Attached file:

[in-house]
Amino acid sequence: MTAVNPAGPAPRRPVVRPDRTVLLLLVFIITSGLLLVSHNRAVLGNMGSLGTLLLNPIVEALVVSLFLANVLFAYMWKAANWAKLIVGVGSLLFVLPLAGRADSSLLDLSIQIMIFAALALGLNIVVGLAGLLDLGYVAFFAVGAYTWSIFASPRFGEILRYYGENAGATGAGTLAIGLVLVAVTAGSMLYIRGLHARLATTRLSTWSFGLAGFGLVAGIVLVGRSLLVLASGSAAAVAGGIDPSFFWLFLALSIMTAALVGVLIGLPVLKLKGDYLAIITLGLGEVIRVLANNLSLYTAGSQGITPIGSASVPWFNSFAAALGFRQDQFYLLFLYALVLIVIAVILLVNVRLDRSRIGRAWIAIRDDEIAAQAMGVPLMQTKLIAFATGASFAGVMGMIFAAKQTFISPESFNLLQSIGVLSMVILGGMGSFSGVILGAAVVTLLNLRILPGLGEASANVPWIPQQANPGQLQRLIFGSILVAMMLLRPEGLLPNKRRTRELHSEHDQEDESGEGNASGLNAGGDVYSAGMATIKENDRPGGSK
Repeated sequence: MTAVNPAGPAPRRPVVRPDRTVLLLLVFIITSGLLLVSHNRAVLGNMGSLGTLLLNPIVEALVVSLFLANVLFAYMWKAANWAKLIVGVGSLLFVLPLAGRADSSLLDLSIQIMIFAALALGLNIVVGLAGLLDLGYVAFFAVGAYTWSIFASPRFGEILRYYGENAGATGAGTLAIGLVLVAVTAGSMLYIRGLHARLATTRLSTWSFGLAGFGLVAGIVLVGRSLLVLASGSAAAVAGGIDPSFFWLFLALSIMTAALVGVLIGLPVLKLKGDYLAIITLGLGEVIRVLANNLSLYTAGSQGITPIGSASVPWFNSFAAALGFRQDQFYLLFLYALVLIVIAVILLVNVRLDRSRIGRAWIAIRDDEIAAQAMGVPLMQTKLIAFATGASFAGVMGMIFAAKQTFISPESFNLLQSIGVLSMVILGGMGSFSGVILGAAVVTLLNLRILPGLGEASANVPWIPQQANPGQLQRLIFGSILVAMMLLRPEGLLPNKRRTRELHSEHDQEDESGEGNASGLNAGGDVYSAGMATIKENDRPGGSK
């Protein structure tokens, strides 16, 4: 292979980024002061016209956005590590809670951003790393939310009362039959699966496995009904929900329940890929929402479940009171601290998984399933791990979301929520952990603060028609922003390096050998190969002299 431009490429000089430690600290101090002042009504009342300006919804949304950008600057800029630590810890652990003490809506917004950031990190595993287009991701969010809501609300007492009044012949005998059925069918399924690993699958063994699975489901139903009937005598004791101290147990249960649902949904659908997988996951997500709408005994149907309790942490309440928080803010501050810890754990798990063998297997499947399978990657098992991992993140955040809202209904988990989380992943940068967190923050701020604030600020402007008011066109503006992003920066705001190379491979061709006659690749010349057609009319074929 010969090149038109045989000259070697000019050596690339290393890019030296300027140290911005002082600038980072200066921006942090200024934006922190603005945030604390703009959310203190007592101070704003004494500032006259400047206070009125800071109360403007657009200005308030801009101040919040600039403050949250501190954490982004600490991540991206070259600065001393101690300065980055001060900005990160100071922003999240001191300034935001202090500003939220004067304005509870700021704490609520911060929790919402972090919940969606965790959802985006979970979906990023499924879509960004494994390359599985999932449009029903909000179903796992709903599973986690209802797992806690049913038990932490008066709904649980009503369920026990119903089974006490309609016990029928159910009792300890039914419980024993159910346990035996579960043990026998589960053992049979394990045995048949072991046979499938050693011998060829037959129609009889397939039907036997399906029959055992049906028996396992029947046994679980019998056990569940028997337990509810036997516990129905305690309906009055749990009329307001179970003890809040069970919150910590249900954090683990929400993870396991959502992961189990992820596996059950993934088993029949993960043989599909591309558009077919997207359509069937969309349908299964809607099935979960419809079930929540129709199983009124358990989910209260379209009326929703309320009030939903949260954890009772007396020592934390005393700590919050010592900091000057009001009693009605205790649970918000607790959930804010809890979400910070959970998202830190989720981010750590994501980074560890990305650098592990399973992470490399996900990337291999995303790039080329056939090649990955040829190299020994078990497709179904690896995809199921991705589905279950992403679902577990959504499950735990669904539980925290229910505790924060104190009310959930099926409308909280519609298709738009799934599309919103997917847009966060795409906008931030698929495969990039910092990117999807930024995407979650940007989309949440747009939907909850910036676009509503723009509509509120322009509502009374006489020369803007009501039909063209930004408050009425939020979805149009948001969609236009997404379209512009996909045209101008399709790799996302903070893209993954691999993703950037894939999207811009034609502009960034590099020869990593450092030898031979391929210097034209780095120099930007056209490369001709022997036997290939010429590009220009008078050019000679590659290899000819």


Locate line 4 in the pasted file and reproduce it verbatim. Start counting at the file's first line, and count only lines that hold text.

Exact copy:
């Protein structure tokens, strides 16, 4: 292979980024002061016209956005590590809670951003790393939310009362039959699966496995009904929900329940890929929402479940009171601290998984399933791990979301929520952990603060028609922003390096050998190969002299 431009490429000089430690600290101090002042009504009342300006919804949304950008600057800029630590810890652990003490809506917004950031990190595993287009991701969010809501609300007492009044012949005998059925069918399924690993699958063994699975489901139903009937005598004791101290147990249960649902949904659908997988996951997500709408005994149907309790942490309440928080803010501050810890754990798990063998297997499947399978990657098992991992993140955040809202209904988990989380992943940068967190923050701020604030600020402007008011066109503006992003920066705001190379491979061709006659690749010349057609009319074929 010969090149038109045989000259070697000019050596690339290393890019030296300027140290911005002082600038980072200066921006942090200024934006922190603005945030604390703009959310203190007592101070704003004494500032006259400047206070009125800071109360403007657009200005308030801009101040919040600039403050949250501190954490982004600490991540991206070259600065001393101690300065980055001060900005990160100071922003999240001191300034935001202090500003939220004067304005509870700021704490609520911060929790919402972090919940969606965790959802985006979970979906990023499924879509960004494994390359599985999932449009029903909000179903796992709903599973986690209802797992806690049913038990932490008066709904649980009503369920026990119903089974006490309609016990029928159910009792300890039914419980024993159910346990035996579960043990026998589960053992049979394990045995048949072991046979499938050693011998060829037959129609009889397939039907036997399906029959055992049906028996396992029947046994679980019998056990569940028997337990509810036997516990129905305690309906009055749990009329307001179970003890809040069970919150910590249900954090683990929400993870396991959502992961189990992820596996059950993934088993029949993960043989599909591309558009077919997207359509069937969309349908299964809607099935979960419809079930929540129709199983009124358990989910209260379209009326929703309320009030939903949260954890009772007396020592934390005393700590919050010592900091000057009001009693009605205790649970918000607790959930804010809890979400910070959970998202830190989720981010750590994501980074560890990305650098592990399973992470490399996900990337291999995303790039080329056939090649990955040829190299020994078990497709179904690896995809199921991705589905279950992403679902577990959504499950735990669904539980925290229910505790924060104190009310959930099926409308909280519609298709738009799934599309919103997917847009966060795409906008931030698929495969990039910092990117999807930024995407979650940007989309949440747009939907909850910036676009509503723009509509509120322009509502009374006489020369803007009501039909063209930004408050009425939020979805149009948001969609236009997404379209512009996909045209101008399709790799996302903070893209993954691999993703950037894939999207811009034609502009960034590099020869990593450092030898031979391929210097034209780095120099930007056209490369001709022997036997290939010429590009220009008078050019000679590659290899000819």